A team led by Krzysztof Palczewski, Ph.D., chair of pharmacology at the Case Western Reserve University School of Medicine, has taken the first steps in treating an eye disease causing irreversible congenital blindness in millions of people worldwide by successfully testing two new treatments in mice.
Publishing in this months open access journal PLoS Medicine, the researchers found that these treatments "provide highly effective and complementary means for restoring retinal function in this animal model of human hereditary blindness."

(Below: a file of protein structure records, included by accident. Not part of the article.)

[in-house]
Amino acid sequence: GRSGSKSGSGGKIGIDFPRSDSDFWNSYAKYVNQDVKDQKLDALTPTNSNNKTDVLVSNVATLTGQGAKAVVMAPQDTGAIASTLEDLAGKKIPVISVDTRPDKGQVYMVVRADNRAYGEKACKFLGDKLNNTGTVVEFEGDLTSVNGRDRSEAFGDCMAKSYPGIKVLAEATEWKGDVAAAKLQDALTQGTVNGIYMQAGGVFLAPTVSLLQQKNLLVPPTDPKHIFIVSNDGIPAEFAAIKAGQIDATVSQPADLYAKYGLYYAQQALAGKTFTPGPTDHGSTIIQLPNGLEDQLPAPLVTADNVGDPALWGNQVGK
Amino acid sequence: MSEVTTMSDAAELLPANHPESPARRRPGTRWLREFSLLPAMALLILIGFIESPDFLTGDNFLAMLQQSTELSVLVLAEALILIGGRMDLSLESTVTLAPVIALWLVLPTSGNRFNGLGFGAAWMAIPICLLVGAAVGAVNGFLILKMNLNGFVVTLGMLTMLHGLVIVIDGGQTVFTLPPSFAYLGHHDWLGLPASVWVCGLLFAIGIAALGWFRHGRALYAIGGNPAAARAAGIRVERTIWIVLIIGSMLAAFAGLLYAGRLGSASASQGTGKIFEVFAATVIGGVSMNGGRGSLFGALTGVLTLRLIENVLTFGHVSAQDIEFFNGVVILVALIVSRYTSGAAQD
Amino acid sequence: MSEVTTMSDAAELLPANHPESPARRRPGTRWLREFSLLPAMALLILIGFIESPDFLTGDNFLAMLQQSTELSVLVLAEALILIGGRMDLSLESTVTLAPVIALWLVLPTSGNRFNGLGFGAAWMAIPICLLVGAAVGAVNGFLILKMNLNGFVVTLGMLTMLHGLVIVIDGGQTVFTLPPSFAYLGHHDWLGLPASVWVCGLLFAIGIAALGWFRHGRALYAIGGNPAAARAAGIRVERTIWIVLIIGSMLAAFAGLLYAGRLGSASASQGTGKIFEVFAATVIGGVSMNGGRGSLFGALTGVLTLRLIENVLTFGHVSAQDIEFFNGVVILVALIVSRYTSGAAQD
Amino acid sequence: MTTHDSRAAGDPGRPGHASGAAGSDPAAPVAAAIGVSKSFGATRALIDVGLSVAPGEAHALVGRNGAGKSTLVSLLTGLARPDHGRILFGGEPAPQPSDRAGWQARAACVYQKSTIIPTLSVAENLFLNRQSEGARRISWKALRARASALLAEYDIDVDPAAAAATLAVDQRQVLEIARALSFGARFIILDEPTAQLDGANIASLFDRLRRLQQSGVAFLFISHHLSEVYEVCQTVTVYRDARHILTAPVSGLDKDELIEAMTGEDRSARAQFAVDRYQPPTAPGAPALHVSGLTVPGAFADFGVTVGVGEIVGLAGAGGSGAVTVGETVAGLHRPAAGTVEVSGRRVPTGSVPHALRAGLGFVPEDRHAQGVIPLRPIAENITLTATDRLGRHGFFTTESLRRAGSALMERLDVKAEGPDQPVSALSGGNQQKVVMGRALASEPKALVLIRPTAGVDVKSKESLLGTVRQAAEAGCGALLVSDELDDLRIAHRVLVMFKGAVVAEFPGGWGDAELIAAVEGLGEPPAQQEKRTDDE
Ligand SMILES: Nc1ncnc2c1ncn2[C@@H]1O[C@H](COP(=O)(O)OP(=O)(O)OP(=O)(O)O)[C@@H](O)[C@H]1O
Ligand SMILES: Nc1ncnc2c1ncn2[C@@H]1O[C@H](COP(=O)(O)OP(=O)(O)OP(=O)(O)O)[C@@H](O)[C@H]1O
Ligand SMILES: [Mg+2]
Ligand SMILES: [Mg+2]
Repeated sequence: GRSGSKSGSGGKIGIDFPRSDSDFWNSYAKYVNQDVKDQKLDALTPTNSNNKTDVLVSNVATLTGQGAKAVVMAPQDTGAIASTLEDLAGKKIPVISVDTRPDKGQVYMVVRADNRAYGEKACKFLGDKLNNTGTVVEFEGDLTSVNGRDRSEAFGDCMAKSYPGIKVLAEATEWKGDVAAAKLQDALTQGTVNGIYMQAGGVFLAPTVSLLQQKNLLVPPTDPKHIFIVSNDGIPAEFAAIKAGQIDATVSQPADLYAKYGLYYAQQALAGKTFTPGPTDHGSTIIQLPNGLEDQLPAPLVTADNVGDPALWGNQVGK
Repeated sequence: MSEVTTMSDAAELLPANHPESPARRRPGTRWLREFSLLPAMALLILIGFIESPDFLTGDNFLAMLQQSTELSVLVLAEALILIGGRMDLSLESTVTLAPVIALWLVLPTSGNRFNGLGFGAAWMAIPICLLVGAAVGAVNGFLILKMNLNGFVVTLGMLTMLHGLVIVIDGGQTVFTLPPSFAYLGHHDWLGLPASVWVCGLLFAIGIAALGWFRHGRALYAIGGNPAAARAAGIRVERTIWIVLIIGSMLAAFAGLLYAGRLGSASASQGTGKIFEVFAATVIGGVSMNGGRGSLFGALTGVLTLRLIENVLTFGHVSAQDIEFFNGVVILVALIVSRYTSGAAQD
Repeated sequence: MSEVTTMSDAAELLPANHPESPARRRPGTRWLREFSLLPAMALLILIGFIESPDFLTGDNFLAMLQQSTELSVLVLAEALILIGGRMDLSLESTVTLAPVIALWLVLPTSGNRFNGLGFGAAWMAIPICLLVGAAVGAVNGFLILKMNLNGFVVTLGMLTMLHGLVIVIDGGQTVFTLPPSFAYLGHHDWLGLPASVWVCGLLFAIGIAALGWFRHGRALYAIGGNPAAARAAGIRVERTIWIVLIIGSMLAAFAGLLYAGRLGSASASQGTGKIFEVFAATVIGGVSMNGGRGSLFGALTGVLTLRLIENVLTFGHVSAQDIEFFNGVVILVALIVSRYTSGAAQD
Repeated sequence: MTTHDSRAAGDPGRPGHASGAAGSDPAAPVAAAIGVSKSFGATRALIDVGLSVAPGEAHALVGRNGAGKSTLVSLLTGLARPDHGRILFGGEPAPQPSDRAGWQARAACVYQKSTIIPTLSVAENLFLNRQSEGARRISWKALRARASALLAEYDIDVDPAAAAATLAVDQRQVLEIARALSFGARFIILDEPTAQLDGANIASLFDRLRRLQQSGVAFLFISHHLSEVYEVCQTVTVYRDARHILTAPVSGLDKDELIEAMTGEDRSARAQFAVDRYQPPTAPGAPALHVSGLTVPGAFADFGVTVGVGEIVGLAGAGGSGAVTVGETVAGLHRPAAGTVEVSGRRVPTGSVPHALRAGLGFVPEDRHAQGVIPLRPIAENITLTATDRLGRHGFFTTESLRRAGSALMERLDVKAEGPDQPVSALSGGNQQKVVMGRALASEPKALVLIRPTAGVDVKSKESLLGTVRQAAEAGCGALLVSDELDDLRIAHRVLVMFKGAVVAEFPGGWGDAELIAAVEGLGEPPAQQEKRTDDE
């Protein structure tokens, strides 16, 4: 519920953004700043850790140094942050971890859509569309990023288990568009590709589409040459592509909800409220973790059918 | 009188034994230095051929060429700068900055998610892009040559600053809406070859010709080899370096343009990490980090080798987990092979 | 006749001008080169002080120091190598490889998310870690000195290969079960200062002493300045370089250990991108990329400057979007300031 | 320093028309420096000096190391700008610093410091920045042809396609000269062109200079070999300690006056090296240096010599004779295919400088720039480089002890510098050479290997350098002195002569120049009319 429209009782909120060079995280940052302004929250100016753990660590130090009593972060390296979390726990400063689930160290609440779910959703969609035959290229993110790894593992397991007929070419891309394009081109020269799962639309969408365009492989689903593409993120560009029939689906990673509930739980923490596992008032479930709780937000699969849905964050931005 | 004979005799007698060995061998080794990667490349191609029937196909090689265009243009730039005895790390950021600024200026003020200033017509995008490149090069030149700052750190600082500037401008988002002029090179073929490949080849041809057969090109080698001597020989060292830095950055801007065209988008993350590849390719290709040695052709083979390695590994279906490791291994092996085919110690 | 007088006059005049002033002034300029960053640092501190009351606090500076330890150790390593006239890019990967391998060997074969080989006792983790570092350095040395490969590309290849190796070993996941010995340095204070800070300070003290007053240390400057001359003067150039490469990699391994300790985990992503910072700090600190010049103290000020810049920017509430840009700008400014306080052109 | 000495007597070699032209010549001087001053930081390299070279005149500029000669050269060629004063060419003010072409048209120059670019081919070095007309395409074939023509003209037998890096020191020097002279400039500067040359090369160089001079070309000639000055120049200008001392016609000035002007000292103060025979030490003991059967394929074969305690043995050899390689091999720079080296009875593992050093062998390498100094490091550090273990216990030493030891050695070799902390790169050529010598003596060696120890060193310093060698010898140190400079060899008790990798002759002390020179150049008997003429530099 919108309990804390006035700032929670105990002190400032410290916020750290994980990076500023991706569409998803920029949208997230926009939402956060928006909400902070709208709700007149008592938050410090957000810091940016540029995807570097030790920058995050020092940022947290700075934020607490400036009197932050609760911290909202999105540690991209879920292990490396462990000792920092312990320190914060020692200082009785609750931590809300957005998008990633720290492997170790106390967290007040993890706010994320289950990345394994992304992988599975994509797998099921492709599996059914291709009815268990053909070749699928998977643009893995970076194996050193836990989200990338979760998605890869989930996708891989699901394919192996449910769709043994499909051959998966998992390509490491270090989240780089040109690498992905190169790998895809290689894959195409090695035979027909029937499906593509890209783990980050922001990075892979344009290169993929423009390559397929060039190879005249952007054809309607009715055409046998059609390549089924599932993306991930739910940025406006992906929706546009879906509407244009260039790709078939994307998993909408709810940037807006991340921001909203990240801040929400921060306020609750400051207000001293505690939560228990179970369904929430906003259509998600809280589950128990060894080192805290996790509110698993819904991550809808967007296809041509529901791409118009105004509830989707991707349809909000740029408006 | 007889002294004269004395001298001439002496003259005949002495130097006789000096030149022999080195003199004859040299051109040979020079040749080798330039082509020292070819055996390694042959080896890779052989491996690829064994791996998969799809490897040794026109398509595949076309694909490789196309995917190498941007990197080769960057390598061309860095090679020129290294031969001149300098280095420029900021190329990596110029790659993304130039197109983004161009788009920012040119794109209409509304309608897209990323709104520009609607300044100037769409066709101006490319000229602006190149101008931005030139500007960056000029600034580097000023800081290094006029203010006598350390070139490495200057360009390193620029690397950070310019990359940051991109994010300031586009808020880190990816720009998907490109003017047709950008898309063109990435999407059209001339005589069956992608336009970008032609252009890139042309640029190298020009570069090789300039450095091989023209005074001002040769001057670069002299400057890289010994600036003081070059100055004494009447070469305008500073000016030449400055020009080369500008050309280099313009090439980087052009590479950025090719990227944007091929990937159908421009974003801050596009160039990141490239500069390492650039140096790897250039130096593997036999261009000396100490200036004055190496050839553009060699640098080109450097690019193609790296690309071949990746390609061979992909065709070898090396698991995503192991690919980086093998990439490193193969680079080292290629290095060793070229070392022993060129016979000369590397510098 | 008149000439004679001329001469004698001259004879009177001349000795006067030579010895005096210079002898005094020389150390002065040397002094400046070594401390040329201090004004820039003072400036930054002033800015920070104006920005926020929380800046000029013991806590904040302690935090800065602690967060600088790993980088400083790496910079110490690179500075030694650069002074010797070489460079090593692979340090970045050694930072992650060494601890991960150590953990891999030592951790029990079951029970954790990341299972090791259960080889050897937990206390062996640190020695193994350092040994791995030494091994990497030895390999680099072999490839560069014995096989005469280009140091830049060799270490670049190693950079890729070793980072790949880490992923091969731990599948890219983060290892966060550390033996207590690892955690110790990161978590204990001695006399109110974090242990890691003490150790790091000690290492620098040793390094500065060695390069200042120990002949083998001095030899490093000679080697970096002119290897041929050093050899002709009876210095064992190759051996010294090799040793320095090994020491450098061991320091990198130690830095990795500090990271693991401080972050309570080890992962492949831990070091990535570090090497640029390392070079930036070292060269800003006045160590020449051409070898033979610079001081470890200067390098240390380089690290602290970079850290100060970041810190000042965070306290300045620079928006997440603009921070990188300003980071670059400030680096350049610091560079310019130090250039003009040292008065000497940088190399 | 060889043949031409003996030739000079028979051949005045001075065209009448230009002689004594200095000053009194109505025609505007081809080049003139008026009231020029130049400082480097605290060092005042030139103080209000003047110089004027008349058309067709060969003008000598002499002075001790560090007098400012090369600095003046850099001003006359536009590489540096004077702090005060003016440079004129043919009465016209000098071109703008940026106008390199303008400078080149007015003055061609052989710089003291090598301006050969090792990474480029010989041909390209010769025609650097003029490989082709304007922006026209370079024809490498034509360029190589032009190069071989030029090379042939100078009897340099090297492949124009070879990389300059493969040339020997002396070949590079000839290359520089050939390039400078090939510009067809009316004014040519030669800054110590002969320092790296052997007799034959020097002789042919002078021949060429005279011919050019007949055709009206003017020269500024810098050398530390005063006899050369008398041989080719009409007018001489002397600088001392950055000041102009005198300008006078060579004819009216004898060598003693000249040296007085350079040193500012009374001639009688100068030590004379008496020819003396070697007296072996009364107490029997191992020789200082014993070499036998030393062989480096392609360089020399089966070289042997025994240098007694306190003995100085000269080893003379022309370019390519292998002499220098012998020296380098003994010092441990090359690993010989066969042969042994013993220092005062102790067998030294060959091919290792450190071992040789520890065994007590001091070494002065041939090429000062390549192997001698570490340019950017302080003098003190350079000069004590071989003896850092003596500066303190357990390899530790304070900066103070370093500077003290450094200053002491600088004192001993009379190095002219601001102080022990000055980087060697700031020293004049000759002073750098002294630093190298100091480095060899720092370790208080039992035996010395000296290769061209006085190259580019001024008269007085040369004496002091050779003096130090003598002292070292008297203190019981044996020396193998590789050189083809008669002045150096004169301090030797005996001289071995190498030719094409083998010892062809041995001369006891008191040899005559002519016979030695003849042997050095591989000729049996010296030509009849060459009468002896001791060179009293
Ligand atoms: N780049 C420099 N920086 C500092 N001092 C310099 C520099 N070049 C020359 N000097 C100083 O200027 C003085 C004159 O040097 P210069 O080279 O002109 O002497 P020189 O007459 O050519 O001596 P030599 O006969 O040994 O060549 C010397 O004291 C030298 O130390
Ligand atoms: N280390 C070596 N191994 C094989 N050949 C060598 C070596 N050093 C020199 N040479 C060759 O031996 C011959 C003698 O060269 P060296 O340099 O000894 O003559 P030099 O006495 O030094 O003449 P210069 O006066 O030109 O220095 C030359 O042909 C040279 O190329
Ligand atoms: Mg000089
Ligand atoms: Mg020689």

The disease studied is Leber congenital amaurosis (LCA), characterized by severe loss of vision at birth. Its causes are not fully understood. Researchers believe that the disease might be due to abnormal development of photoreceptor cells in the retina, extremely premature degeneration of these cells, or lack of essential metabolic ingredients necessary for vision in the cells. In a subset of these diseases, it is known that the retina stops functioning due to loss of the lecithin retinol acyl-transferase enzyme (LRAT). LRAT is required for regeneration of a pigment necessary for the eye to detect light.
George Stamatis | EurekAlert!
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